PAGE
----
Madeline and Paul atop Machu Picchu Vista

Machu Picchu was designated one of the New Seven Wonders of the World in 2007.  It is Peru´s most visited attraction and South America’s most famous sites.  Of all of the Inca sites to visit, this one is probably the most intact.  Historians believe that it took over 90 years to complete construction.  Once you see it, you are amazed that so much could be built on a mountain.  It is estimated that more than 60 percent of the time spent was invested in the foundations and terraces.  A research excavation found that the rock and soil foundations dig nine feet below ground.

Machu Picchu is built atop two fault lines and although there were likely no geologists or volcanic experts around, the Incas were certainly aware of volcanoes and tremors.  The fact that they went to that much trouble for foundations is one of the main reasons we can all see it today – largely intact but clearly not finished.

Machu Picchu Terraces

Machu Picchu is an engineering marvel.  It is a city of stone built without the aid of wheels or iron tools.  More than 600 terraces prevent the city from sliding down the mountain. A water supply system ingeniously allowed water to be transported by channel.  Many of the stones that were used to build the city weighed more than 50 tons. How did these stones get up the mountain? Some were chiseled from the granite bedrock of the mountain ridge. Other stones were pushed or pulled up the steep mountain side and a small quarry on the site was used to refashion them into position.

Train to Machu Picchu Cusco to Machu Picchu

We stayed in Urubamba at the Sol Y Luna and went to the train station with our guide to board the Peru Rail Vista dome train at the Ollantaytambo train station.  There are several classes of train travel and for tourists, they can be expensive.  We chose the Vista dome because it had better views.

Rock Falling on tracks of train to Machu Picchu

However, what we did not plan for was a rockslide about 1 hour into the route.  A gigantic boulder decided to land on the rails from the mountain and Peru Rail had to bring in a heavy piece of equipment and plenty of laborers to clean everything up.  This resulted in a 3.5-hour delay on arrival, and we actually missed our first day at Machu Picchu.

Robert De Niro

We found out that Robert DeNiro was on one of our train cars, so he suffered just like the rest of us.  What can you do?  

Cafe Inkaterra Madeline and Paul happy to be there

We arrived in the town of Aguas Calientes and had lunch at the Cafe Inkaterra which is at the train station.  Lunch was essentially dinner since we were so late. 

Madeline and Paul with Inca Kings in Aguas Calientes

We managed to do a brief tour of Aguas Calientes on the way to our hotel. We took a photo opportunity with one of the Inca Kings to celebrate. Our guide was supposed to have given us the tour that afternoon and returned to Cusco but with this “rock intervention” he rearranged things so he could be with us the next morning. He took us to our hotel after our city tour.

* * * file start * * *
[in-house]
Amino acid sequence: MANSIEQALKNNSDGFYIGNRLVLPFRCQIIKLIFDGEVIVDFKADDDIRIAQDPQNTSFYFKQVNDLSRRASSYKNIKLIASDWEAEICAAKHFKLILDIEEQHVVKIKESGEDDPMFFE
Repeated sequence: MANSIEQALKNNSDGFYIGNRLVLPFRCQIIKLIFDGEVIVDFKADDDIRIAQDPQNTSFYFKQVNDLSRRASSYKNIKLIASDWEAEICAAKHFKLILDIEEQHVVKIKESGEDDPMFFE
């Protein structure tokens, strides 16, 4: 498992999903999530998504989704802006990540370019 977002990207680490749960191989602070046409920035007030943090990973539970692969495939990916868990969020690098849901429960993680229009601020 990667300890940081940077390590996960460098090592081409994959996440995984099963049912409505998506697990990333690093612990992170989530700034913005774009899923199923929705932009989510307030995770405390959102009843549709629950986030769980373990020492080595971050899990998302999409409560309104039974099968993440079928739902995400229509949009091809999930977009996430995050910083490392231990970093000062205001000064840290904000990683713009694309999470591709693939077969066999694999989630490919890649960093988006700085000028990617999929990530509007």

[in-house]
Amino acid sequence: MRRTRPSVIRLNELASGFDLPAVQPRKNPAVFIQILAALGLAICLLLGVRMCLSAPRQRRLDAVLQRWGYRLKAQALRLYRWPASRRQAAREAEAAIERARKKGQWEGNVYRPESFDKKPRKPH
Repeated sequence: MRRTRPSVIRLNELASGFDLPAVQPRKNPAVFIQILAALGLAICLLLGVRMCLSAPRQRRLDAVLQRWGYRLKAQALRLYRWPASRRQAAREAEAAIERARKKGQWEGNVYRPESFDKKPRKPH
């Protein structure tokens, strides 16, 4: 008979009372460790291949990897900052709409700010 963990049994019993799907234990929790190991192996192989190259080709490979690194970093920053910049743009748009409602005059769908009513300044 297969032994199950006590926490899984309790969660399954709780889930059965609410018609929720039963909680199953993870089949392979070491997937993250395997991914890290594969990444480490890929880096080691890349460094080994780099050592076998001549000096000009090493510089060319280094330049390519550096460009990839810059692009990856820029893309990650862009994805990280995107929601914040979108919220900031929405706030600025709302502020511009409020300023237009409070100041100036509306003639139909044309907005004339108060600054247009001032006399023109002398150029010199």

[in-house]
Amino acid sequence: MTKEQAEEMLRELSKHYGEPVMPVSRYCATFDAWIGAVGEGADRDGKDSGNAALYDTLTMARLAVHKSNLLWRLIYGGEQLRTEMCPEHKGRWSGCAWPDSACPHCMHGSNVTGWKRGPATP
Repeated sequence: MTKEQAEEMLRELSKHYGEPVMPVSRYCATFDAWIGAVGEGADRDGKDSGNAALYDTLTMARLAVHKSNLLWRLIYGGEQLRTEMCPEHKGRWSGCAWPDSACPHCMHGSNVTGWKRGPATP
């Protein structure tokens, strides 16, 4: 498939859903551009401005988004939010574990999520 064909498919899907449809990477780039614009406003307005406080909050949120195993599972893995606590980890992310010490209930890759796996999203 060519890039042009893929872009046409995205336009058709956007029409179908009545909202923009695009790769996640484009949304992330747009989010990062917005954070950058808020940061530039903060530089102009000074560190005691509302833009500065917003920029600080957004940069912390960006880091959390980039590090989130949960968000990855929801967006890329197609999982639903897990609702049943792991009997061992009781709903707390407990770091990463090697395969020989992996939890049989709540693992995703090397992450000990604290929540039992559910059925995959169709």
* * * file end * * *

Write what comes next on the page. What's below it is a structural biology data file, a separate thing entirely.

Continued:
El Mapi Bedroom

We stayed at El MaPi hotel overnight in Aguas Calientes and had a drink with our guide before retiring.  We knew we had an early morning bus ride scheduled so we’d be one of the first ones at the site the next day.

The next morning, we took the Machu Picchu bus up to Machu Picchu Citadel which is the entrance to the national historic monument.  The buses are quite orderly, and you wait in a line, and they count you off to enter whatever bus is next.  People can walk either up or down but it’s a very long climb and a steep vertical climb even with switchbacks.

Madeline and Paul kneeling with Machu Picchu vista behind us

To get to the top of Machu Picchu, there are about 2,000 steps and the vertical slope of the steps averages 60 degrees. To put the slope in context, the stairs in your house are probably between 30 and 45 degrees. You definitely have to lift your feet up. I had to stop frequently to catch my breath. The air gets thinner and at the top you’ll be about 8,000 feet above sea level. 

Madeline and Paul Vista shot Machu Picchu

We took hundreds of photos from the top because the vistas are simply amazing. You can see why the Incas felt that this was a sacred place.

Inca dwellings Machu Picchu

The idea that the Incas created complete villages below the summit was awe inspiring. I can’t imagine how difficult it must have been. We spent about 2.5 hours at the site and the guide was excellent in explaining the history of the site, the famous Sun Gate and many other interesting items.  

View of ruins and the Sun Gate from Machu Picchu

On a clear day, you can easily see a ridge southeast of Machu Picchu.  The rising sun would pass through the Sun Gate each year on the summer solstice. There is a semi cylindric building on Machu Picchu that is situated so that the sun would pass through a window and announce itself as the summer solstice.

We were glad that we spent some time in the Sacred Valley since Machu Picchu is about 3,000 feet lower than Cusco so getting acclimated to the altitude was a good idea before getting acquainted with Machu Picchu.

Indi Feliz Restaurant

When we came back to the hotel, we had lunch at the “Happy Indian” or Indi Feliz with our guide.  We then caught the train to Ollantaytambo and drove with our guide for 2 hours to return to Cusco at the El Mercado hotel.

El Mercado Hotel Bedroom

The change in elevation made me quite short of breath and Madeline had a bit of altitude sickness. 

We flew back the next day to Quito since we began our journey there in order to go on the Galapagos trip. Many people combine the two itineraries when they make the decision to come to see Machu Picchu or the Galapagos.  

We’d highly recommend that you try to visit them both. You won’t be disappointed in either journey.